Developer donates NW Portland building for family shelter
Another 75 children and parents will have somewhere warm to sleep this winter after a Portland developer donated a storefront for use as a seasonal family shelter.
The building, located at 1150 N.W. 17th Avenue, will open its doors Monday, Dec. 3 through April 30, with nighttime accommodations available daily between 6 p.m. and 8 a.m.
The shelter will be funded by the Multnomah County Joint Office of Homeless Services and operated by Portland Homeless Family Solutions. Last year, this shelter was hosted a few blocks away at Congregation Beth Israel, who will remain a lead volunteer partner.
Project^ developer Tom Cody donated the building.
"I am optimistic that by working together, the business community and the public sector can continue to make meaningful progress in addressing homelessness," said Cody, who has opened winter shelters in his projects before. "With many contributing, outcomes can be immediate and impactful. I hope we can continue to build on these kinds of partnerships."
County officials say the only way to access the shelter service is by calling 2-1-1 and scheduling an intake interview. Staff will serve guests a hot dinner and breakfast each day, and will also provide play spaces, activities for children and an "awake room" for night owls. Guests who are accepted into the shelter can store belongings there and keep service animals.
"It is our collective responsibility to take care of our most vulnerable neighbors. This should happen all year, but particularly when it's cold outside," Mayor Ted Wheeler said. "No one seeking a warm, safe place to sleep should be turned away."
Portland Homeless Family Solutions will also operate a day center at Southwest 13th Avenue and Salmon Street with help from First Unitarian Church. That location will offer hot showers, laundry and space to socialize. Families will be connected with social services like rental assistance.
Officials say no one will be lining up outside the shelter or having to cart around their belongings.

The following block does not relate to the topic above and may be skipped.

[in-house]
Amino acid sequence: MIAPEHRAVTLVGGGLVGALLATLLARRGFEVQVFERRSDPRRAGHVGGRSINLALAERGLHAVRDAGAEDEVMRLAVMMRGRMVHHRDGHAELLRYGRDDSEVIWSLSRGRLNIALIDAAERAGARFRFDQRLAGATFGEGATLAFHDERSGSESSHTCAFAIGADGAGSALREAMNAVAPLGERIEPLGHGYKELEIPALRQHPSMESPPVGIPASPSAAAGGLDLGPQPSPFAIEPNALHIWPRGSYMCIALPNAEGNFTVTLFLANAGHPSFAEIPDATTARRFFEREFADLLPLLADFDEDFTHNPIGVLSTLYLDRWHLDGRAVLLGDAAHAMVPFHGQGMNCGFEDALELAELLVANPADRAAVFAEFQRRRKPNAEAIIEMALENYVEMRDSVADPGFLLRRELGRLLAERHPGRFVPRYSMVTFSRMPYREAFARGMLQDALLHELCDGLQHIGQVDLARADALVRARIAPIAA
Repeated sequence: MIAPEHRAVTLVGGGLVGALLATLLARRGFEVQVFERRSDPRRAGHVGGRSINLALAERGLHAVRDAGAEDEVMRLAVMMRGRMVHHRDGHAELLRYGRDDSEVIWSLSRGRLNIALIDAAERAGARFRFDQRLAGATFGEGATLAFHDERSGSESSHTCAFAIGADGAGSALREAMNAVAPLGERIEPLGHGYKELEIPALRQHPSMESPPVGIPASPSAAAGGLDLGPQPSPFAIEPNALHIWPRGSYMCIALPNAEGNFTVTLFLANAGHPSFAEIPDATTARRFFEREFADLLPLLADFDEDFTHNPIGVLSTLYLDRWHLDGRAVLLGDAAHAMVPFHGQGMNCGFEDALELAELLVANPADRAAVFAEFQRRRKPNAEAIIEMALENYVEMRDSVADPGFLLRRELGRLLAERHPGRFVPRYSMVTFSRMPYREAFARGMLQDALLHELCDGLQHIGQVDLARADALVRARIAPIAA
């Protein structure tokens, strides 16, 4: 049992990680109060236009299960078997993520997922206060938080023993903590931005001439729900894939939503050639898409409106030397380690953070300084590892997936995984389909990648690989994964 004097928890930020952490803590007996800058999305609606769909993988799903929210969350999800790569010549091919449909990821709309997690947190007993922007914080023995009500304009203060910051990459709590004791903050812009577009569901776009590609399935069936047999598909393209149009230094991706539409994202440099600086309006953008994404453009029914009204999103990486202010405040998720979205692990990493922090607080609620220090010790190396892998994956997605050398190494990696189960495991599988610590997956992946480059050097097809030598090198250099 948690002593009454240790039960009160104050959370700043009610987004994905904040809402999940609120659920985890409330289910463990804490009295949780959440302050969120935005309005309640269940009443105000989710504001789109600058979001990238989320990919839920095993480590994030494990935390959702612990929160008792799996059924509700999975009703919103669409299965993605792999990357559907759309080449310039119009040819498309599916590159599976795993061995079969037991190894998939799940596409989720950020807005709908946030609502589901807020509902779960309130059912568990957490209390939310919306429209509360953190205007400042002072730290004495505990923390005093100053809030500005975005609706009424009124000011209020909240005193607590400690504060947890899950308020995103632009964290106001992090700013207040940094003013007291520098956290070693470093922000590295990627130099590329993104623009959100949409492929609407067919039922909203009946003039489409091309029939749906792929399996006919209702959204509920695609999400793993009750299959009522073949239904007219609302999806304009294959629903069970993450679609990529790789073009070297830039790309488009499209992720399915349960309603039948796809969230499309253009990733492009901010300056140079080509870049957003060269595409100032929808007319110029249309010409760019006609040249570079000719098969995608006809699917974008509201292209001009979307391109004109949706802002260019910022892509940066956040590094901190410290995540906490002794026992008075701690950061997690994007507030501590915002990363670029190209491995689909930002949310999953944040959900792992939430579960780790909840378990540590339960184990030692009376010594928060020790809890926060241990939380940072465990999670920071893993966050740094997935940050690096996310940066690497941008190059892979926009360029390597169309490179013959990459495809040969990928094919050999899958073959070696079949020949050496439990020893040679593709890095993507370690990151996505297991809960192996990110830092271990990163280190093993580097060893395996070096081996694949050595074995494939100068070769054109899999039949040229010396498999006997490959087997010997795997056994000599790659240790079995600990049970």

The opening — which complements another shelter on Martin Luther King Jr. Boulevard — comes just as forecasts are predicting chilly overnight temperatures.
And while the county has pledged to open hundreds of overnight beds this winter, there are already 100 families stuck on a waitlist for shelter services. Most are currently sleeping on the streets or in cars.
"These are kids who don't have anywhere to do their homework, brush their teeth, or read bedtime stories," said Brandi Tuck, executive director of Portland Homeless Family Solutions.
"When you're a parent, you do everything you can to keep your children safe and warm. That's no different for the families whose only place to care for their kids is a car," added Multnomah County Chair Deborah Kafoury.
Ready to help?
Portland Homeless Family Solutions hopes more volunteers will help staff the shelter or give donations.
"The items most needed are twin sheet sets, blankets, pillows, towels, toothbrushes and toothpaste, coats, diapers, and baby wipes," according to a news release.
Local providers are also looking for more winter clothing, including shoes, thick socks, gloves and mittens, winter coats, sleeping bags, blankets, knit hats, tarps, hand warmers and rain ponchos. Water resistant or waterproof options are preferred. Visit this website for more information.